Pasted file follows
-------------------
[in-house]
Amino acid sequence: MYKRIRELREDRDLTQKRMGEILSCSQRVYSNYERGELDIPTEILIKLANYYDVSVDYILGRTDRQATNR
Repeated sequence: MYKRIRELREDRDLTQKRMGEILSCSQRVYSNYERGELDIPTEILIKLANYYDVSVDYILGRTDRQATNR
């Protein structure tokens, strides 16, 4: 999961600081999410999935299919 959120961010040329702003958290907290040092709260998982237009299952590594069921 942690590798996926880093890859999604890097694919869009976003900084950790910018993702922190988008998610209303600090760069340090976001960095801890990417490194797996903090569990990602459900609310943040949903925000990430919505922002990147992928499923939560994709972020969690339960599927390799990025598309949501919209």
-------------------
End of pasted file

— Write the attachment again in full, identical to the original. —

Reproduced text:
[in-house]
Amino acid sequence: MYKRIRELREDRDLTQKRMGEILSCSQRVYSNYERGELDIPTEILIKLANYYDVSVDYILGRTDRQATNR
Repeated sequence: MYKRIRELREDRDLTQKRMGEILSCSQRVYSNYERGELDIPTEILIKLANYYDVSVDYILGRTDRQATNR
């Protein structure tokens, strides 16, 4: 999961600081999410999935299919 959120961010040329702003958290907290040092709260998982237009299952590594069921 942690590798996926880093890859999604890097694919869009976003900084950790910018993702922190988008998610209303600090760069340090976001960095801890990417490194797996903090569990990602459900609310943040949903925000990430919505922002990147992928499923939560994709972020969690339960599927390799990025598309949501919209």